From the onslaught of Covid-19, to various social and political movements, 2020 has been a year of unprecedented events in the world and in the business management industry. Keeping teams and clients focused, on-track, and motivated, while navigating through these events and anticipating upcoming changes are more challenging than ever.
In the first panel presentation of the ‘Future of Business Management’ Summit, Rachel Martinez, Partner at Savitsky Satin Bacon & Bucci (SSBB), Sally Velazquez, Founder & Partner of Empower Business Management, Greg Getzinger, Partner at Gursey Schneider, and Anthony Davenport, CEO & President of Regal Credit Management, discussed the current state of business management, how to navigate through these challenging times, and how the industry will evolve as a result of the changes which are happening today. Davenport, who moderates the discussion, poses several questions to the panel, and helps to reveal key insights into these topics.
What are some of the permanent changes that will occur as a result of Covid-19 in terms of the industry itself?
According to Velazquez, virtual work will likely continue for the foreseeable future. The virus has forced everyone to adapt to working remotely, something which likely never would have been attempted before. One positive gain from this remote setup is that it now allows a client to meet with their entire team via a virtual meeting. Velazquez has been able to experience first-hand participating in a meeting where her client, along with her, the client’s lawyers, agents, their label, etc…were all in attendance in one meeting together. This allowed for the entire team to be fully aligned at once, and reduced/eliminated the chances of miscommunication on particular topics.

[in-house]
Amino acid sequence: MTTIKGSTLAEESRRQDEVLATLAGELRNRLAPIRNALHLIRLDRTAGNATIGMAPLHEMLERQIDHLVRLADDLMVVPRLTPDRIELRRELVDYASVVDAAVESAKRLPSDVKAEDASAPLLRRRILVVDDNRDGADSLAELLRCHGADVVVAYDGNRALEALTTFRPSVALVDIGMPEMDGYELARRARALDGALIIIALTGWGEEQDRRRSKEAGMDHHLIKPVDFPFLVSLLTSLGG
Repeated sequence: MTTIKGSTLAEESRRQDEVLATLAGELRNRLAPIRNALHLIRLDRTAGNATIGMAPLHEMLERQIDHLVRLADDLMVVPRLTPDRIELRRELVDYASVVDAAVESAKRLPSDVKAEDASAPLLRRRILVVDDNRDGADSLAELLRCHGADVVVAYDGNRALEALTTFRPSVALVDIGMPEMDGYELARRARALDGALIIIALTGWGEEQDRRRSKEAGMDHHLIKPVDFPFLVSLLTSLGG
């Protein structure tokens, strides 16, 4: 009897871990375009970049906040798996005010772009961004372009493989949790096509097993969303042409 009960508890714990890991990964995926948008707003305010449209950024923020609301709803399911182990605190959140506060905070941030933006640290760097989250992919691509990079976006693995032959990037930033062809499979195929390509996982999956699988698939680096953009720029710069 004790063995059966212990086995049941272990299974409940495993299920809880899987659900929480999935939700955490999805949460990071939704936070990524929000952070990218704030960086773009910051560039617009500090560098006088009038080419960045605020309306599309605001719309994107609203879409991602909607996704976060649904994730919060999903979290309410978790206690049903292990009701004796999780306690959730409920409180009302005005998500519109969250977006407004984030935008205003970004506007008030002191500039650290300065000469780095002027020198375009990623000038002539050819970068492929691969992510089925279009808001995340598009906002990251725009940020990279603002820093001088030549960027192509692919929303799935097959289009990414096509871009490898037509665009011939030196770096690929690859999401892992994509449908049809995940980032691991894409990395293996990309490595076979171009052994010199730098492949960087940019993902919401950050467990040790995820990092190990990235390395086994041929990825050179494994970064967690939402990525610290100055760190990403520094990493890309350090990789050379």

How has the Black Lives Matter (BLM) movement impacted the client’s way of thinking?
Unsurprisingly, clients across the board have been impacted by the BLM movement. This has really led them to think about their current network and associations, and how to increase their exposure to, and support of, black and other minority businesses and individuals.
Martinez explains that at her firm, they didn’t necessarily have the resources to provide her clients with people of color in certain areas, and this led her to go on a quest to expand her list of contacts. Her clients are also increasingly informing her of their preferences to work with minorities.